Posts Tagged ‘Muddy Waters’

Blackpaint 101

April 1, 2010

An American in Paris

Here’s one I forgot to mention in my survey of films about art (see Blackpaint 64).  It’s actually on BBC4 at the moment.  1952, Gene Kelly as an impoverished American painter named Gerry Mulligan (!), pursuing Lesley Caron.  The music is Gershwin and therefore fantastic, but more disturbing is the “art”.  Kelly’s own pictures are rough old cityscapes but walking through Montmartre, he passes an abstract painter – and the paintings looked good, sort of a bit Miro-ish. 

This on its own might be an aberration, but a couple of nights ago, there was another film, a documentary this time, called: “My kid could do that”, about a little (4 year old, I think) American girl called Marla something, who was turning out abstract paintings – and again, I thought they looked great!  Turns out that her artist father was giving her a hand, a bit of instruction/advice here and there, but even so…

So, now I’m thinking I can’t tell a good painting from a mock-up for a 50s musical, or the creation of a little girl with a bit of input from the old man.  And so, back to Aphrodite at the Waterhole. 

The Vivisector

By Patrick White, getting a lot of publicity at the moment, as it was published in 1970 and was one of the “lost” Bookers: I’m reading it at the moment, very slowly, but its a great, lifelong portrait of an artist with a “vivisecting” eye; based apparently on a mixture of Nolan and Bacon.

Crap image, I know; but the lightburst actually enhances it a bit, I think.

Listening to the Delta anthem, “Walking Blues” by Muddy Waters – is it better even than Robert Johnson’s, or Son House’s? Yes, I think so – but going by the above, who am I to tell?

“I woke up this morning, feeling round for my shoes,

Know by that I got them ol’ walking blues…”



Blackpaint 94

March 24, 2010

Paul Nash at Dulwich Picture Gallery

Got to this today; four rooms, I think, of paintings, drawings, some photographs and two collages, one of photographs, the other of wood pieces.

There was “Totes Meer”, the sea of dead German planes, “Landscape of a Dream” ( the one with the hawk),  a trench painting, which I think was”We are Building a New World” –  familiar anyway – and “Solstice of a Sunflower”, the strangely still, yellow juggernaut. The rest of the stuff was new to me, which was a surprise.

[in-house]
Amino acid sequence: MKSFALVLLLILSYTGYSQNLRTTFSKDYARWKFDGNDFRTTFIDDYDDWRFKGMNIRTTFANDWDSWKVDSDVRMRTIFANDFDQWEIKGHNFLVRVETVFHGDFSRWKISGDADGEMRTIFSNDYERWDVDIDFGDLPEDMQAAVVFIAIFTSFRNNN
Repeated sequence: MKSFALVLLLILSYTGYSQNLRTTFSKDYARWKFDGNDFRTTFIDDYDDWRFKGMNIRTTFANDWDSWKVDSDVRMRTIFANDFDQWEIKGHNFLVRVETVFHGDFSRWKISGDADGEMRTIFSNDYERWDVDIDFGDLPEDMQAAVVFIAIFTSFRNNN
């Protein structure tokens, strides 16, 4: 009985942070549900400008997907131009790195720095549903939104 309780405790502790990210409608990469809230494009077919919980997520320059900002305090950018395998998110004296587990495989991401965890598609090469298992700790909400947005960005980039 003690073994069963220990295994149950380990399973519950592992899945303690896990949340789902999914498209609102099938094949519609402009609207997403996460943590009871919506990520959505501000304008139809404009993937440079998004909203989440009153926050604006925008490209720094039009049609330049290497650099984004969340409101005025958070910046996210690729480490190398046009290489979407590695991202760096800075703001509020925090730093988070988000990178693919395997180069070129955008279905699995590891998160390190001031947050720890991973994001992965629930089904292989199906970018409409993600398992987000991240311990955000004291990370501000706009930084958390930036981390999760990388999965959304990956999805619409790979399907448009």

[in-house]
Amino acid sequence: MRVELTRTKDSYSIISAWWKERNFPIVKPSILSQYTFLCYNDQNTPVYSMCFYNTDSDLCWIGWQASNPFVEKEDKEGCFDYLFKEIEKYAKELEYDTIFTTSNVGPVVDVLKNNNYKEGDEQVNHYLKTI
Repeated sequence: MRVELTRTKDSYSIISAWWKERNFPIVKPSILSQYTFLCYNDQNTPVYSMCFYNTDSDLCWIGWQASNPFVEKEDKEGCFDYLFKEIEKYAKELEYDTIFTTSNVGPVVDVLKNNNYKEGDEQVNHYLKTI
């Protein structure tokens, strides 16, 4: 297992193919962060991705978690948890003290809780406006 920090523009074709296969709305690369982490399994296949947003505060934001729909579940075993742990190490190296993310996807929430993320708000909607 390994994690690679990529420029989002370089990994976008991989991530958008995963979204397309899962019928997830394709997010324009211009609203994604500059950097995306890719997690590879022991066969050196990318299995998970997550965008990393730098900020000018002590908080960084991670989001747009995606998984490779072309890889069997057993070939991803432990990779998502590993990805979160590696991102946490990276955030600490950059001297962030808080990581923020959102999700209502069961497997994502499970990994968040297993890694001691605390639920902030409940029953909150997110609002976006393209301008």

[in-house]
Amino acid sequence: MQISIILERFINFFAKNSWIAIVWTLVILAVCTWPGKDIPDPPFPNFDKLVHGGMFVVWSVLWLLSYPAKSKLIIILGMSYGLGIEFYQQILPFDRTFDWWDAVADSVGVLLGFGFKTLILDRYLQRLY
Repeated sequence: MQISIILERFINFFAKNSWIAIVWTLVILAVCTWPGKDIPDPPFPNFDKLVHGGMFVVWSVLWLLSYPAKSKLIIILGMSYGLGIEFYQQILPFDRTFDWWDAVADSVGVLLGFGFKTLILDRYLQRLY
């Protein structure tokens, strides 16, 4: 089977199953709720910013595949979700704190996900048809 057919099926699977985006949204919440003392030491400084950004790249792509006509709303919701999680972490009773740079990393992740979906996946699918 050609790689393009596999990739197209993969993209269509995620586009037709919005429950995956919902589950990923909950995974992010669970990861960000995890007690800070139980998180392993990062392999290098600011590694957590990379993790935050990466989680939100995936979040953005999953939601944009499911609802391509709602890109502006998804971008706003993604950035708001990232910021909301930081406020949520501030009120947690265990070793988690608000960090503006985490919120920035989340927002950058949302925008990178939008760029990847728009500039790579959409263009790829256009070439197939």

I have to say that I found the washed-out, bleached colours and the thinly-applied, dry brush strokes with occasional patches and flecks of bare canvas a bit oppressive today.  The surface of “Sunflower” ,for instance, was arid and elsewhere the paint looked sticky and dragged-on, somehow.  “Farewell” (1944) was a crooked stick against an awful, sickly lemon yellow, but mostly chalk whites, thin sky blues, light greys with here and there, as in “Dream”, a splash of plum/raspberry.  There were several empty room interiors, waiting for something to happen, with an Ernstish feel and the several “Urne Buriall”s had surrealist stock lurking about – owls, dismembered arms, birds with faces.

There was the Dymchurch stuff, purling seas on shorelines, long, slender women in long, slender 20’s dresses (in distance, back turned to viewer).  There were two early (1911 – 13) pictures called “Wittesham Clumps”, one in watercolour, ink and chalk, the other pen and ink, I believe, that were very beautiful; tree circles, very distinct but tiny, flocks of birds above them.

Photographs – tennis ball (which cropped up again in a large painting, “Event on the Downs”), standing stone, cottage, ploughed land, again with painting nearby and “Monster Tree”, a typical Nash photograph of a strange-looking natural phenomenon.  It looked to me as though the fallen tree might have been shifted a little to create the desired effect, but no doubt I’m wrong.

There was some Nicolson-ish stuff from 30 – 31 – “Opening” and “Kinetic Features” and “Nest of the Siren”, which was unremarkable except that the colours were richer and more thickly applied than the others, highlighting the general thinness and dryness elsewhere.  Another nest, this one “Nest of Stones”, worked wonderfully, because the texture of the stones was perfectly reproduced by Nash’s approach.

In the last room, larger paintings, deeper colour at last!  In “Swan Song”, a huge fly agaric mushroom with its white spotted, red cap lies broken in a wood; next to it, “Chestnut Waters” – an avenue of trees reflected in the surface of a lake; and the giant tennis ball on the Downs.

The title of the exhibition is “Elements” – a fair amount of landscape, seashore, trees, flowers, I suppose; but really the exhibition is mostly his surrealist stuff.  I suppose on another day, in another place (atmosphere at Dulwich I find rather starchy), I would have enjoyed it more – today it was washed-out, bleached, chalky, dry and thin, the titles pretentious.  So there we are; a couple of weeks ago, I was criticising Laura Cumming for having a similar beam in her eye with regard to Henry Moore.  Sometimes – but not often – the “Britishness” is too much!

Listened to Muddy Waters, “Long- Distance Call”; great antidote to Dulwich.

“I hear my phone a-ringing, sounds like a long-distance call, (*2)

Pick up my receiver, party say “Another mule kickin’ in your stall”.